By Roy Stevenson
One of my favorite type of press trip requests are self-guided tours.
What makes them so good for travel writers? Everything about them is customized to your needs.
Here’s how it works: first, you get an assignment with a magazine or online website. Then you request assistance from the Convention & Tourism Bureau (CVB) at the destination. You let the tourism rep know what you need to visit at your destination for your story, and then you turn them loose on the itinerary.
It’s like having a personal travel agent. Once you tell them what you need to see, they make all your travel arrangements: accommodations, meals, transport, and entry to tourist attractions.
Self-guided press trips are more difficult to put together than going along on a group press trip. They require more work up front because they are personalized for your needs.
But they are potentially more rewarding than organized group press trips.
Because it’s completely customized to what you need for your assignment, a self-guided press trip may only last one day, a weekend, or longer. It all depends upon the strength of your assignment(s), what you need to see and do, and the budget/generosity of the local CVB.
I’ve been on dozens of self-guided press trips and enjoyed them immensely. These trips were in return for print and online stories that I later wrote about these destinations.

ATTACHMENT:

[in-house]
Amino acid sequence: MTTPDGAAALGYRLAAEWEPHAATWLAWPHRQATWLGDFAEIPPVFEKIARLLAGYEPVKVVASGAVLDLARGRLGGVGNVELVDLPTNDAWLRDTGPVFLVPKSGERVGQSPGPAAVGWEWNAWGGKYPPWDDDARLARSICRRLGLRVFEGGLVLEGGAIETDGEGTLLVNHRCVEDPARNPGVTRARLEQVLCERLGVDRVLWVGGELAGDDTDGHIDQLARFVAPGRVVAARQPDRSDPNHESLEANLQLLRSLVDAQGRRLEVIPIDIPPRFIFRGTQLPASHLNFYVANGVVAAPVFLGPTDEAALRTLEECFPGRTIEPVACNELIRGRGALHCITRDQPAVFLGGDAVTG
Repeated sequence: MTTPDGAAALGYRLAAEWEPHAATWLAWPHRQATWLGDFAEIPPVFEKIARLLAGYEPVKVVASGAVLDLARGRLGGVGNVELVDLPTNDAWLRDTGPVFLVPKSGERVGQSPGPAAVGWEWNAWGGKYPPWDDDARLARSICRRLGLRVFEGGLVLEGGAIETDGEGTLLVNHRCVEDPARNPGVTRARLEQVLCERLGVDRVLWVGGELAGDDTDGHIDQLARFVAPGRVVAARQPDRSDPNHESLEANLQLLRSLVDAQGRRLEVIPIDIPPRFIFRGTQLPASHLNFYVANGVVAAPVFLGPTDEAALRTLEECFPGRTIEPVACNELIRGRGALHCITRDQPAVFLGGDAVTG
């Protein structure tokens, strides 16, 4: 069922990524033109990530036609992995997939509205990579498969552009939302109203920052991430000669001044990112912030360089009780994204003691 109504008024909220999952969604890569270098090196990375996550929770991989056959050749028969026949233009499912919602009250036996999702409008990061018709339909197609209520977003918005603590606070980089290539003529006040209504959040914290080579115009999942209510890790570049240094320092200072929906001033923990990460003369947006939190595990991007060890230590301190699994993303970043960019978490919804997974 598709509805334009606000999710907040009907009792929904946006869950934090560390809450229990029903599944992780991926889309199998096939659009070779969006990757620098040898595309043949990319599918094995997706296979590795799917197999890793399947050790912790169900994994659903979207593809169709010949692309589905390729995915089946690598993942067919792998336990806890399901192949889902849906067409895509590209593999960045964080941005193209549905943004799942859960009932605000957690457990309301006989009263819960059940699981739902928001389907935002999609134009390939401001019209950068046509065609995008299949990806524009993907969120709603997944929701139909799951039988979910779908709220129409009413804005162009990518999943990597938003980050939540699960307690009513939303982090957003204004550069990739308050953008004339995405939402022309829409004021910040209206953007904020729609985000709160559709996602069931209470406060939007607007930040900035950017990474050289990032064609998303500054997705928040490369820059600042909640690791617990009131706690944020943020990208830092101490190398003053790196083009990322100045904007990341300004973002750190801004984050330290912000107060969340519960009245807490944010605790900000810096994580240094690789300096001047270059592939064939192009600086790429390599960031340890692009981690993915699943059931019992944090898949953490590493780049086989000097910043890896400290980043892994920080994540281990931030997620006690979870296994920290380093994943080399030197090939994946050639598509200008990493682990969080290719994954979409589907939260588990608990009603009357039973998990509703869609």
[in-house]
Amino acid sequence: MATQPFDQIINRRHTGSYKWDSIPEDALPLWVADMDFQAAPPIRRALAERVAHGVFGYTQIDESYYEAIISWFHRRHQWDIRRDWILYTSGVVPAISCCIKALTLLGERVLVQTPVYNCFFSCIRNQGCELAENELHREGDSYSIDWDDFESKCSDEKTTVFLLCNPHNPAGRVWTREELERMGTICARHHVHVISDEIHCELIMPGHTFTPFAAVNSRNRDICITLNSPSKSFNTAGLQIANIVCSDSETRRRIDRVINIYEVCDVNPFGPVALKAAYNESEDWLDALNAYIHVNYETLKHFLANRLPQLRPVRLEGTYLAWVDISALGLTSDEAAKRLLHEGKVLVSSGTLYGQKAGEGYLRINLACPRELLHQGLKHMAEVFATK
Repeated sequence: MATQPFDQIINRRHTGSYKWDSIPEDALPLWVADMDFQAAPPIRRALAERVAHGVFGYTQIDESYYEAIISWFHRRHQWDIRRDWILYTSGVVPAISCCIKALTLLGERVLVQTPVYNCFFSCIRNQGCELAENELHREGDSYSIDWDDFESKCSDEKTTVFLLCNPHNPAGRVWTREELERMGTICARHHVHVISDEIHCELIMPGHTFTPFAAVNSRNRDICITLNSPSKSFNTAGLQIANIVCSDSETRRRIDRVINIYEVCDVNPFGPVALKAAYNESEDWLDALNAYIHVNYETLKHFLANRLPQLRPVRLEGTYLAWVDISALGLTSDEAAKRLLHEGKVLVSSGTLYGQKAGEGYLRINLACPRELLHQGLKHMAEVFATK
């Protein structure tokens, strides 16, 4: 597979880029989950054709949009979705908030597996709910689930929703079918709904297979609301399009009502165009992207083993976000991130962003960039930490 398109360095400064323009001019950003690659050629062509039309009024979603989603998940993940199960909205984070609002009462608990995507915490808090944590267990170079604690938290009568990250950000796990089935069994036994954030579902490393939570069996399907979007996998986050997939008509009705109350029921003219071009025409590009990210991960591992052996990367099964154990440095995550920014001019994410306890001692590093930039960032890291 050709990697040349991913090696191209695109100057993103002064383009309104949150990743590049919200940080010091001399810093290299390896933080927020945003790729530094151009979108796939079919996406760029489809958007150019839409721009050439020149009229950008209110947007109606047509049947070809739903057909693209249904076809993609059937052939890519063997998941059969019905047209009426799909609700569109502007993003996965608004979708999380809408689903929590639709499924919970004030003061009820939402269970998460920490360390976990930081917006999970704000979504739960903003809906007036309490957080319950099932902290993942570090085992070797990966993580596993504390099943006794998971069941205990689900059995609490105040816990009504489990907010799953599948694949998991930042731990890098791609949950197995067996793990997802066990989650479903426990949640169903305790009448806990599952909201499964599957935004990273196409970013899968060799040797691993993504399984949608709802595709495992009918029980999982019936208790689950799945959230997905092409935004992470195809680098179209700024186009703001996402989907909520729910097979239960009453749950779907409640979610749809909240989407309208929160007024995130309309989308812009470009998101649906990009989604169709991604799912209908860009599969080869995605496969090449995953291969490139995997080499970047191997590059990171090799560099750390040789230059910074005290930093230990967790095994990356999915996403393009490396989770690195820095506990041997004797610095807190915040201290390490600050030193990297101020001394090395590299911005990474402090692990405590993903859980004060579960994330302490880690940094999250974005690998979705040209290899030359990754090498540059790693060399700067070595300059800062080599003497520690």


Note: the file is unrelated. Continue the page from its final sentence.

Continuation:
Here are a few examples of local and regional self-guided press trip requests I’ve experienced:
If self-guided press trips sound like something you want to try, you can submit a press trip request and make them happen with this 3-step process:
If they agree to assist you, this is a big time saver. The CVB media reps know where each attraction is located, how long you’ll likely need to spend at each one. They know how long it takes to drive from one place to the next.
One CVB representative who I interviewed said, “Provide us with as much information as possible about what you want to see so we can customize the trip accordingly.”
Self-guided press trip requests range from easy day trips to more complex international tours. Each one is explained in the sections below:
These trips are a great way for a new travel writer to start out because they’re local, they require minimal organization, and very little travel and expense. These are the simplest and easiest press trips to organize.
During my first couple years of travel writing I did plenty of these day trips, primarily around the Pacific Northwest, and enjoyed them immensely.
My wife and I have explored practically every scenic destination marina around Washington State’s Puget Sound on day trips. For several years I wrote the marina destination articles for a monthly yachting magazine, and my wife did the photography to accompany the articles.
On one of these trips to Port Orchard, Washington we were hosted by the local CVB. The media reps showed us around town and took us to lunch. They toured us through a unique bonsai garden that I didn’t know existed.